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Create a symlink

Symlinks are a way of creating shortcuts to files or folders on your computer. They are useful when you want to access a file or folder from a different location without moving or copying it. Symlinks can be created using the ln command on Linux.

There are two types of symlinks: soft and hard. Soft symlinks point to a path in the file system, while hard symlinks point to the underlying inode of the file or folder. If you delete or move the target of a soft symlink, the symlink will be broken. However, if you delete or move the target of a hard symlink, the symlink will still work.

Creating a Soft Symlink

Soft symlinks are a type of file system object that point to another file or directory. They are also known as symbolic links or symlinks. Soft symlinks can be created with the ln -s command in Linux or Unix systems. Unlike hard links, soft symlinks do not share the same inode number as the target file or directory. This means that if the target is moved, deleted, or renamed, the soft symlink will become invalid and point to a non-existent location.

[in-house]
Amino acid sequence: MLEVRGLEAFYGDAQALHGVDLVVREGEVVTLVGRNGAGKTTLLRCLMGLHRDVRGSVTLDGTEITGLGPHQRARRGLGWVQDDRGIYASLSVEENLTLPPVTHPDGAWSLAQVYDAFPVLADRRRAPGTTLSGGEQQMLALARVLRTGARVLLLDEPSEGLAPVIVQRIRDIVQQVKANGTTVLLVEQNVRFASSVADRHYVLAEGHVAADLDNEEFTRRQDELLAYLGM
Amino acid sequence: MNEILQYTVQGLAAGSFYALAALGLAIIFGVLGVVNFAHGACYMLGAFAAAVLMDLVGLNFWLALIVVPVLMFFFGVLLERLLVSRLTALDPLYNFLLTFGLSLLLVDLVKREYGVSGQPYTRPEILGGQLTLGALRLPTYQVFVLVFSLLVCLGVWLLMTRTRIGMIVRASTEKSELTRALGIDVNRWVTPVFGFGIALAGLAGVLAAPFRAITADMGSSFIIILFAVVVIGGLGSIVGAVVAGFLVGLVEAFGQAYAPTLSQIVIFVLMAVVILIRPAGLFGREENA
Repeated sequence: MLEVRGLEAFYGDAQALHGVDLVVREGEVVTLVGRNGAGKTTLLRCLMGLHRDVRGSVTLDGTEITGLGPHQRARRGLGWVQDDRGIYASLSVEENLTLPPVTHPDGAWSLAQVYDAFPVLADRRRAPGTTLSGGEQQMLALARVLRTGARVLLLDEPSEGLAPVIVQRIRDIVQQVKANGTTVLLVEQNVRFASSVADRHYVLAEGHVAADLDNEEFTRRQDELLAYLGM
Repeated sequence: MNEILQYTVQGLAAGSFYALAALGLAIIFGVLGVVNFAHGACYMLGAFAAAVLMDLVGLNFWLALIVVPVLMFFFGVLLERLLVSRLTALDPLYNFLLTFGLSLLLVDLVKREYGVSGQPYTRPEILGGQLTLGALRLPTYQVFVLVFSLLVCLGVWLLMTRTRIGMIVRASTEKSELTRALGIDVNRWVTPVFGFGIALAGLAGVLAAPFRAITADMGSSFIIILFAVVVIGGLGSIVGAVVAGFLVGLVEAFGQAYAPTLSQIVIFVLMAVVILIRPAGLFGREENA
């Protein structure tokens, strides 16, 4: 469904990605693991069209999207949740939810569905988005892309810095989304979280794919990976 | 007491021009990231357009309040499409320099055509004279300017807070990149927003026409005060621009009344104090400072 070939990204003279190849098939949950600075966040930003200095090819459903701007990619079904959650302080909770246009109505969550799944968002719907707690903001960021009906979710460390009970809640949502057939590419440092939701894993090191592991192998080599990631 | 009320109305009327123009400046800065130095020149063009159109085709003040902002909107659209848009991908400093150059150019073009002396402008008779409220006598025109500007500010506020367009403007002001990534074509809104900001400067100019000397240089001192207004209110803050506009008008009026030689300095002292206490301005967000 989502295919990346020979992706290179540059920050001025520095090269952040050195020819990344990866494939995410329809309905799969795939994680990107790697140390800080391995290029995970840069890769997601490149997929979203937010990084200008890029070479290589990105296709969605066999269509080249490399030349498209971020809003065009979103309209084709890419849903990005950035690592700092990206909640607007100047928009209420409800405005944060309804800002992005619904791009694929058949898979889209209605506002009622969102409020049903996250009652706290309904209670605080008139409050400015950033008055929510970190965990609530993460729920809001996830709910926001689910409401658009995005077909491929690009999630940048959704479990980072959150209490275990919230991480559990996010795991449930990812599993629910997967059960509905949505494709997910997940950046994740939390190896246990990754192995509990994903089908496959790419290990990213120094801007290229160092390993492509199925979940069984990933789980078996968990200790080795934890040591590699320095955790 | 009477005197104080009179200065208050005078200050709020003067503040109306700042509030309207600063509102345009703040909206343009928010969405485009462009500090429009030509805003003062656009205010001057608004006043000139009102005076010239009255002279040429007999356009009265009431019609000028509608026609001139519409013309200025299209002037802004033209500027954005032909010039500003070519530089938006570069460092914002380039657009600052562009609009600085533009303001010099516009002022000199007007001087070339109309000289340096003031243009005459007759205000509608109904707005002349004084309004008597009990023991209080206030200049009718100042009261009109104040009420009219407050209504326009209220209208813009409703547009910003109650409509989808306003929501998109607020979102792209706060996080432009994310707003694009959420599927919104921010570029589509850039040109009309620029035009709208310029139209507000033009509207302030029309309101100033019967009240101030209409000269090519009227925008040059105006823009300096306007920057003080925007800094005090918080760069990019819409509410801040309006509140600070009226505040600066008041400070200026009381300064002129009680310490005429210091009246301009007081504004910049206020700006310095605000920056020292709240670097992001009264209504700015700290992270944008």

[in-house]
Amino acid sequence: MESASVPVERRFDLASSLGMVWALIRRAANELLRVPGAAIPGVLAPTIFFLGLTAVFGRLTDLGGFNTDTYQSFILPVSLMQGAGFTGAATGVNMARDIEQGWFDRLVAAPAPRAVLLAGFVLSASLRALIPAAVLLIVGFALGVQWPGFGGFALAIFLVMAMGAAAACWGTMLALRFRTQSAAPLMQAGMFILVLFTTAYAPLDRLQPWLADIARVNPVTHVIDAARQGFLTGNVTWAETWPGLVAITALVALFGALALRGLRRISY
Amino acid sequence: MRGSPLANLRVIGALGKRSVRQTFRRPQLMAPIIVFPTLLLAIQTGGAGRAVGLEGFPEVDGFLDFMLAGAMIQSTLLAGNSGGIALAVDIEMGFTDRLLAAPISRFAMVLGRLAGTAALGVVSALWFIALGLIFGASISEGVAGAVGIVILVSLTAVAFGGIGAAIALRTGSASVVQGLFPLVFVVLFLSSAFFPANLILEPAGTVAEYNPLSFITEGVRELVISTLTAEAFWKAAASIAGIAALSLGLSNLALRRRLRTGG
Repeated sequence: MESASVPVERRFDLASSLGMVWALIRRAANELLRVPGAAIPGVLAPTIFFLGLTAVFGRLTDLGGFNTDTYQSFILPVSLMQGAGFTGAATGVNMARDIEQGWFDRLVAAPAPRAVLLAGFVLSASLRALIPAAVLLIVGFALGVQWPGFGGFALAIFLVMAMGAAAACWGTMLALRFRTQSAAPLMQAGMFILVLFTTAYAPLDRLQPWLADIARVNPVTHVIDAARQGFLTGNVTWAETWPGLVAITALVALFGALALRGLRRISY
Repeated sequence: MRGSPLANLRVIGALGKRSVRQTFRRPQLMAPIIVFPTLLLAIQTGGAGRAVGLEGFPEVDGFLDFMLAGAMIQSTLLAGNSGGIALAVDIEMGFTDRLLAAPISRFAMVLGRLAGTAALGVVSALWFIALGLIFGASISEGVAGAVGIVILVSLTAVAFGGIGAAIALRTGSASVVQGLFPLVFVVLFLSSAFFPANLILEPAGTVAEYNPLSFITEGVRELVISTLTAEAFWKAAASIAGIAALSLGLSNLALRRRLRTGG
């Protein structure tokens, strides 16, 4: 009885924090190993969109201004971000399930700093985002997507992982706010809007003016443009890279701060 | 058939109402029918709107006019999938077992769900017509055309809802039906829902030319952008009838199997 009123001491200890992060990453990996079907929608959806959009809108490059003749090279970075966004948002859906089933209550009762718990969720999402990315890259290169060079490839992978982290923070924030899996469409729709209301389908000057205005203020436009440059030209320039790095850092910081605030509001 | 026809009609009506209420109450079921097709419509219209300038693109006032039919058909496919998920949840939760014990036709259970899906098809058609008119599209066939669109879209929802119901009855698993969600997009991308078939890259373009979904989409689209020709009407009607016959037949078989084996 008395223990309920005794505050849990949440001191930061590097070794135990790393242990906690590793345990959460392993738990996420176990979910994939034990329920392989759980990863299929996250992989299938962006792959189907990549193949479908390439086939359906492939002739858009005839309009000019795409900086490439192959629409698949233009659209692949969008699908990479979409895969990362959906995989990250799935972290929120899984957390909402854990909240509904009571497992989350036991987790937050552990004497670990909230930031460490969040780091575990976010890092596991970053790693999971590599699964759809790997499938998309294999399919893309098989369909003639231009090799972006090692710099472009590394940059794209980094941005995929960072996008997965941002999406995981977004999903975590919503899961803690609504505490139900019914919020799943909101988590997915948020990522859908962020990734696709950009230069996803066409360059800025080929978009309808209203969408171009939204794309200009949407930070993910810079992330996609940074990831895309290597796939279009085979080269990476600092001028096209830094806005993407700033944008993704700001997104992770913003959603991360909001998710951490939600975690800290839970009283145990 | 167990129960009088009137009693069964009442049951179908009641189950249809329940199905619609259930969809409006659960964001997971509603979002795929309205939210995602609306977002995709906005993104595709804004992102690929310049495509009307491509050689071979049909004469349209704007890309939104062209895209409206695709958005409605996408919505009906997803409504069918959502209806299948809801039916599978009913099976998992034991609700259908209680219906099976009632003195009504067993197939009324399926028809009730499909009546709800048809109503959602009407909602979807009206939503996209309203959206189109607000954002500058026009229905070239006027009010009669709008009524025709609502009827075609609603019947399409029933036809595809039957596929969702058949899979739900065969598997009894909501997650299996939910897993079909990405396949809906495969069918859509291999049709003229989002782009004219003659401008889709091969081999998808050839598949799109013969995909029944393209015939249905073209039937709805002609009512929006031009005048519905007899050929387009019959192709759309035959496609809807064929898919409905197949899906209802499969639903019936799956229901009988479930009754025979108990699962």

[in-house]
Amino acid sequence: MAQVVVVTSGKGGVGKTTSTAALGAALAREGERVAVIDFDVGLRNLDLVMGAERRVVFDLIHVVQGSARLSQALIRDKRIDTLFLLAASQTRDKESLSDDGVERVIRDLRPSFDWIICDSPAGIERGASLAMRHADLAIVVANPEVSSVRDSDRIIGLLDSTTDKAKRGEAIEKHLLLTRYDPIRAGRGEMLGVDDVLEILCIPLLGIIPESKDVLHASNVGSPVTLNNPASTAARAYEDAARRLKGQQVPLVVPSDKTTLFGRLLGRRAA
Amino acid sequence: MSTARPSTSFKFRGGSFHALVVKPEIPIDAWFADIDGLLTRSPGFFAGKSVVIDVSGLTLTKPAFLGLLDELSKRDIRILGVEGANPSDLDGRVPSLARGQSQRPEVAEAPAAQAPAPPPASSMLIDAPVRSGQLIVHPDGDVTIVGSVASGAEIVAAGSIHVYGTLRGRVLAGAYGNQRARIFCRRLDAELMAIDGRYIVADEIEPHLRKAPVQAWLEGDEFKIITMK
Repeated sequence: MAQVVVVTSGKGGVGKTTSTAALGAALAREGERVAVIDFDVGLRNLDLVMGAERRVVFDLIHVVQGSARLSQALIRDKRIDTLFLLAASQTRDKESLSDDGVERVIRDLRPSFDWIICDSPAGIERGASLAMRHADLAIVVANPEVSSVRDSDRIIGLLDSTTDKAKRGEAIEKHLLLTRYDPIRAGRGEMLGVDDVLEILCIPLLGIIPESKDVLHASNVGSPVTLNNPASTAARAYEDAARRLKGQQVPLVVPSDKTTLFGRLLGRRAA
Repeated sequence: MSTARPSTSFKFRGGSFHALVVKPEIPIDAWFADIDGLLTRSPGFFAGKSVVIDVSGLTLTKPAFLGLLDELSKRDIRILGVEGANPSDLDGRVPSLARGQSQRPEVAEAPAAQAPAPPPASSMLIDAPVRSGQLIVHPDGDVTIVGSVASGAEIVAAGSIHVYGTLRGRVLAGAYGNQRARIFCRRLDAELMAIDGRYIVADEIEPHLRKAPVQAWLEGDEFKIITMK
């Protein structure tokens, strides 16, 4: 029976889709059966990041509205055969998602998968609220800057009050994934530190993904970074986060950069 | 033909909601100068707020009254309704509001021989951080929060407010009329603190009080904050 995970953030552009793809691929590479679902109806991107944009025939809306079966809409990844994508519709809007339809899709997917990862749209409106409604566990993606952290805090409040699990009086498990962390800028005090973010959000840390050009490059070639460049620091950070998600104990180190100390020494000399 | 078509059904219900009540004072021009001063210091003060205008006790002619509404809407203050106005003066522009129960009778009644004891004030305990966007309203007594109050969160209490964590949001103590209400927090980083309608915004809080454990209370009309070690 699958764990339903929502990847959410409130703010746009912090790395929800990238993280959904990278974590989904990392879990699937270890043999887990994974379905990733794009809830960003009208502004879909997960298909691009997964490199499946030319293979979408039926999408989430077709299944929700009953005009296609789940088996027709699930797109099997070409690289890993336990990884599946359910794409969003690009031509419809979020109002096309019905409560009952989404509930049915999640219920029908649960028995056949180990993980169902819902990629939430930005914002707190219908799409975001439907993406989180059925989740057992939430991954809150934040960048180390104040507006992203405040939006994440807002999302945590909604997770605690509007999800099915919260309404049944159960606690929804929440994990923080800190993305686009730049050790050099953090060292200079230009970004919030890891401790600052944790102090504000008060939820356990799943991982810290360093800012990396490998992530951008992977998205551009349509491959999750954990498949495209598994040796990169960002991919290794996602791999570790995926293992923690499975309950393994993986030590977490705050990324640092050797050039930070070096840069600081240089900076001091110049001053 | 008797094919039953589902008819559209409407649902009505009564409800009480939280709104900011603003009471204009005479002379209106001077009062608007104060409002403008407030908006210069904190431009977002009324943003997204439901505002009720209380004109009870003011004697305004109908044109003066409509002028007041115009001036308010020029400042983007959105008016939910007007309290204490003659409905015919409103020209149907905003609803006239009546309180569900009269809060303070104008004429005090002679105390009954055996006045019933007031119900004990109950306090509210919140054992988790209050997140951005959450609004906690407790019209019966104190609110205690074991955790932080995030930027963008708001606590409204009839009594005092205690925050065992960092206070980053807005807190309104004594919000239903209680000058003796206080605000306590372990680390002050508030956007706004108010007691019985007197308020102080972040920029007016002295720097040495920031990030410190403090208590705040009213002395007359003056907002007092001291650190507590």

For this example, we wish to create a soft symlink to the file “traffic_reports” from the /afs/ directory and place the new link file in the root directory as “t_reports”.

The command to be used in this example is:

ln -s /afs/traffic_reports.txt /t_reports

To determine whether the command worked and that the new file was created, use the ls -la command to view the new soft symlink.

Screenshot showing the results of the ln -s /afs/traffic_reports.txt /t_reports command.

Creating a Hard Symlink

Hard symlinks are a type of file system link that point to the same data as the original file. Unlike soft symlinks, hard symlinks cannot cross file systems or point to directories. Hard symlinks are useful when you want to have multiple names for the same file without duplicating its contents.

For this example, we wish to create a hard symlink to the file “traffic_reports” from the /afs/ directory and place the new link file in the root directory as “t_reports1”.

The command to be used in this example is:

ln /afs/traffic_reports.txt /t_reports1 

To determine whether the command worked and that the new file was created, use the ls -la command to view the new hard symlink.

Screenshot showing the results of the ln /afs/traffic_reports.txt /t_reports1 command.

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